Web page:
How Hiring Athletes Bridges the Soft Skills Gap

Wed 10th Apr 2024

Groundbreaking new research from the Harvard Business School has shown that hiring individuals from a sporting background can offer a clear solution to the global Skills Gap. In this article, we delve into this research and what it means for add-victor employers and candidates.


1: The Problem: Understanding the Soft Skills Gap

A 2023 report produced by McKinsey found that 87% of companies are experiencing, or anticipate, a skills deficit in their workforce. Amongst the key focus areas for upskilling employees were Decision Making, Leadership and Adaptability. In practice, developing these soft skills in current employees is a much steeper challenge than upskilling staff in hard skills such as Digital Competency or Data Analysis. When it comes to soft skills, a robust skills-based hiring strategy is key: particularly in the realm of Early Careers, companies should look to acquire individuals who can communicate well, work in a team, and adapt to different situations.


When it comes to soft skills, a robust skills-based hiring strategy is key


Clearly, this is proving a challenge for employers. The Covid pandemic only exacerbated the problem; a generation of young talent has missed out on crucial opportunities to develop their interpersonal skills[1]. The QS Skills Gap Report, published in October 2023, suggests that this has been keenly felt within the workplace. A survey of 16,000 employers highlighted a distinct gap between the importance they placed on certain soft skills and their satisfaction with these skills within their workforce. The most in-demand soft skill amongst employers globally was Teamwork, whilst the biggest satisfaction deficits were in Resilience, Problem Solving, Emotional Intelligence, and Communication. The problems this is causing are felt at the macroeconomic level too; according to PwC, the workforce skills gap could cost G20 countries $11.5 trillion in GDP growth loss by 2030.


2: The Solution: Research Backs Hiring Athletes

A recent study led by Harvard Business School’s Paul Gompers has confirmed what we all knew; hiring athletes is the solution. It has long been quoted that 95% of Fortune 500 CEOs and 90% of C-Suite women played competitive sports in their youth. The comprehensive research carried out by Gompers et al. has shown that the link is not limited to board-level.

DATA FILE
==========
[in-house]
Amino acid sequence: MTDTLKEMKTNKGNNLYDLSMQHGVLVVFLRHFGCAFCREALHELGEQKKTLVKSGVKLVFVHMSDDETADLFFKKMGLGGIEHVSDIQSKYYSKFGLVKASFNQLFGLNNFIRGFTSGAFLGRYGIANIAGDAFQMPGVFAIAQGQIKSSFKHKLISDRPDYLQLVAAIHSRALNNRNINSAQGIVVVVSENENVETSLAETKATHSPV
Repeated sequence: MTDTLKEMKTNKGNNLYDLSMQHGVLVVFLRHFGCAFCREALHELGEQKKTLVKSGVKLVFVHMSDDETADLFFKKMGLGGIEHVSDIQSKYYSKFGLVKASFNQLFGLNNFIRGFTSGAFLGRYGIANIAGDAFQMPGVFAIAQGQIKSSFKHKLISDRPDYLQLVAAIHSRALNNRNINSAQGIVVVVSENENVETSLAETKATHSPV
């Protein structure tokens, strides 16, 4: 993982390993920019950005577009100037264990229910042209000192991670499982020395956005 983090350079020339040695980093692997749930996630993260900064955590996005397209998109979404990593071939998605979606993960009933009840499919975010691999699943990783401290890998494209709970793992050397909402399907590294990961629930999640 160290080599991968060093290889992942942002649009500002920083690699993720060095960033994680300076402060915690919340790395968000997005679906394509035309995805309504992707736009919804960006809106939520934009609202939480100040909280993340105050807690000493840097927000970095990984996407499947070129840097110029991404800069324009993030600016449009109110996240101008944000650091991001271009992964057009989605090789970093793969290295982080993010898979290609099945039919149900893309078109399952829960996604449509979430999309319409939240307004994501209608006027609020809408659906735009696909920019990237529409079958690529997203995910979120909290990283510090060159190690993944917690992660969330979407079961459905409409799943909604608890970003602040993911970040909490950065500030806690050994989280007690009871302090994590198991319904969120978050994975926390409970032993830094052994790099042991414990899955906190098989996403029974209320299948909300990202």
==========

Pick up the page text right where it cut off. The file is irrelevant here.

The paper reviews the corporate careers of 401,785 individuals who graduated from Ivy League universities between 1970 and 2021, controlling for factors such as academic subject, college attended, and first job attained. The study found that those who had played college sport significantly outperformed their non-athletic counterparts over the course of their careers, earning 3.5% more money and attaining 17% more senior positions (cumulatively). These differences became particularly noticeable after 5+ years in the workplace. Furthermore, when looking at the LinkedIn Endorsements of the individuals, perhaps unsurprisingly former student-athletes were much more likely to be endorsed for skills such as Leadership and Project Management.

The research also found that those who had played more socio-economically and racially diverse sports such as Basketball or Football were even more likely to outperform non-athletes. This suggests that the career success of these individuals can confidently be attributed to the skills developed through sports, rather than other factors such as wealth, social status, or schooling. add-victor continues to celebrate diversity amongst its candidate pool, which now represents 80+ sports and 85+ nationalities, whilst the number of Ethnic Minority candidates on our platform grew by 114% in 2023.

As well as the obvious messages for employers to take from this research, there are valuable lessons for student-athletes and universities alike; university sport brings a unique set of skills and experiences to students, and should be celebrated accordingly. 

add-victor Infographics - How Athletes Bridge the Soft Skills Gap

3: add-victor Insights: Athlete Talent Leading the Way  

In-house research carried out by add-victor shows that our clients face these same challenges; the top three core skills sought by companies we work with are Communication, Resilience and Teamwork. Luckily, our candidates are delivering. Amongst our shortlisted candidates, the top five core skills they highlighted were Communication, Resilience, Teamwork, Problem Solving, and Leadership. They’ve got the badges to prove it, too: over 1/6 of our athletes captained their team. Similar interpersonal and strategic skills are to be found in ex-military personnel like Jesse Menghini.

Success stories like those of Holly Hill, Rahman Rafiuand Luke Baldwin are commonplace amongst the add-victor candidate pool. Retention figures amongst our placements (90.3%) confirm the genuine value these individuals bring to employers. As companies continue to struggle with the skills gap, Sport offers a dynamic and comprehensive solution.